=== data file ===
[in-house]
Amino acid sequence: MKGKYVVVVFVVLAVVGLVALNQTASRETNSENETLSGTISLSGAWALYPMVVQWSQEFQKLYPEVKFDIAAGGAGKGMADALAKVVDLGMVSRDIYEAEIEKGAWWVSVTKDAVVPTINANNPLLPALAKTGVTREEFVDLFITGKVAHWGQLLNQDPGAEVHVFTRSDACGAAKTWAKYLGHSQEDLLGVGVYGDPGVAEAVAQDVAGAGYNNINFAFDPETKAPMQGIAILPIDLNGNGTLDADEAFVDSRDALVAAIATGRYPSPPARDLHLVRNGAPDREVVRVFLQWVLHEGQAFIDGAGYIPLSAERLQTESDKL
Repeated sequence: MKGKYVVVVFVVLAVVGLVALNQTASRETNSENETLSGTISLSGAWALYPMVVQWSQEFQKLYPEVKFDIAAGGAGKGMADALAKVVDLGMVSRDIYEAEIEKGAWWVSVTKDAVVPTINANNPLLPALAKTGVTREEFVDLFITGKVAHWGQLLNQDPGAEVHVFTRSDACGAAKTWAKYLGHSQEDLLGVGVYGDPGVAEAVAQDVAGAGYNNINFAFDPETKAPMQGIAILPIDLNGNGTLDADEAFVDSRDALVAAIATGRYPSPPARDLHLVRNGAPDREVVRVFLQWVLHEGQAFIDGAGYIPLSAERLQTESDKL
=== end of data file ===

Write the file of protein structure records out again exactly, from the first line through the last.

[in-house]
Amino acid sequence: MKGKYVVVVFVVLAVVGLVALNQTASRETNSENETLSGTISLSGAWALYPMVVQWSQEFQKLYPEVKFDIAAGGAGKGMADALAKVVDLGMVSRDIYEAEIEKGAWWVSVTKDAVVPTINANNPLLPALAKTGVTREEFVDLFITGKVAHWGQLLNQDPGAEVHVFTRSDACGAAKTWAKYLGHSQEDLLGVGVYGDPGVAEAVAQDVAGAGYNNINFAFDPETKAPMQGIAILPIDLNGNGTLDADEAFVDSRDALVAAIATGRYPSPPARDLHLVRNGAPDREVVRVFLQWVLHEGQAFIDGAGYIPLSAERLQTESDKL
Repeated sequence: MKGKYVVVVFVVLAVVGLVALNQTASRETNSENETLSGTISLSGAWALYPMVVQWSQEFQKLYPEVKFDIAAGGAGKGMADALAKVVDLGMVSRDIYEAEIEKGAWWVSVTKDAVVPTINANNPLLPALAKTGVTREEFVDLFITGKVAHWGQLLNQDPGAEVHVFTRSDACGAAKTWAKYLGHSQEDLLGVGVYGDPGVAEAVAQDVAGAGYNNINFAFDPETKAPMQGIAILPIDLNGNGTLDADEAFVDSRDALVAAIATGRYPSPPARDLHLVRNGAPDREVVRVFLQWVLHEGQAFIDGAGYIPLSAERLQTESDKL